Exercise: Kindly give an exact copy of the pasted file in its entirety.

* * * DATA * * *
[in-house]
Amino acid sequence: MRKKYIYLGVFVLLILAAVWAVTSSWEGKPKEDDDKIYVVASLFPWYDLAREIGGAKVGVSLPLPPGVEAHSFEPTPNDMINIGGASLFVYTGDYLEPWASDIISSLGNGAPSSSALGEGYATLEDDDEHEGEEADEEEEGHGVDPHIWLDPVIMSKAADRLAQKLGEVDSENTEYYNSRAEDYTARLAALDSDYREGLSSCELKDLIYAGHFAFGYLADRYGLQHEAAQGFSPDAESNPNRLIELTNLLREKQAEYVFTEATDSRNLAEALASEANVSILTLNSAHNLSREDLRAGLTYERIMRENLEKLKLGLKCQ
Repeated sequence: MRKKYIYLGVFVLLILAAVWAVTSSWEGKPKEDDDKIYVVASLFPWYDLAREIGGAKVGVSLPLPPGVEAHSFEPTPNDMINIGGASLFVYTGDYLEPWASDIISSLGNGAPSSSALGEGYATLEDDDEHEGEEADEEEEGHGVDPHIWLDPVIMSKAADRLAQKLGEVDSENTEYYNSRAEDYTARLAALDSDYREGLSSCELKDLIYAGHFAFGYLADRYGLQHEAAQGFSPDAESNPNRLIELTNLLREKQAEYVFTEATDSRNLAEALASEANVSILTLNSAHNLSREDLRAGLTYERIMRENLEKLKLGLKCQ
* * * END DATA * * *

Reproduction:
[in-house]
Amino acid sequence: MRKKYIYLGVFVLLILAAVWAVTSSWEGKPKEDDDKIYVVASLFPWYDLAREIGGAKVGVSLPLPPGVEAHSFEPTPNDMINIGGASLFVYTGDYLEPWASDIISSLGNGAPSSSALGEGYATLEDDDEHEGEEADEEEEGHGVDPHIWLDPVIMSKAADRLAQKLGEVDSENTEYYNSRAEDYTARLAALDSDYREGLSSCELKDLIYAGHFAFGYLADRYGLQHEAAQGFSPDAESNPNRLIELTNLLREKQAEYVFTEATDSRNLAEALASEANVSILTLNSAHNLSREDLRAGLTYERIMRENLEKLKLGLKCQ
Repeated sequence: MRKKYIYLGVFVLLILAAVWAVTSSWEGKPKEDDDKIYVVASLFPWYDLAREIGGAKVGVSLPLPPGVEAHSFEPTPNDMINIGGASLFVYTGDYLEPWASDIISSLGNGAPSSSALGEGYATLEDDDEHEGEEADEEEEGHGVDPHIWLDPVIMSKAADRLAQKLGEVDSENTEYYNSRAEDYTARLAALDSDYREGLSSCELKDLIYAGHFAFGYLADRYGLQHEAAQGFSPDAESNPNRLIELTNLLREKQAEYVFTEATDSRNLAEALASEANVSILTLNSAHNLSREDLRAGLTYERIMRENLEKLKLGLKCQ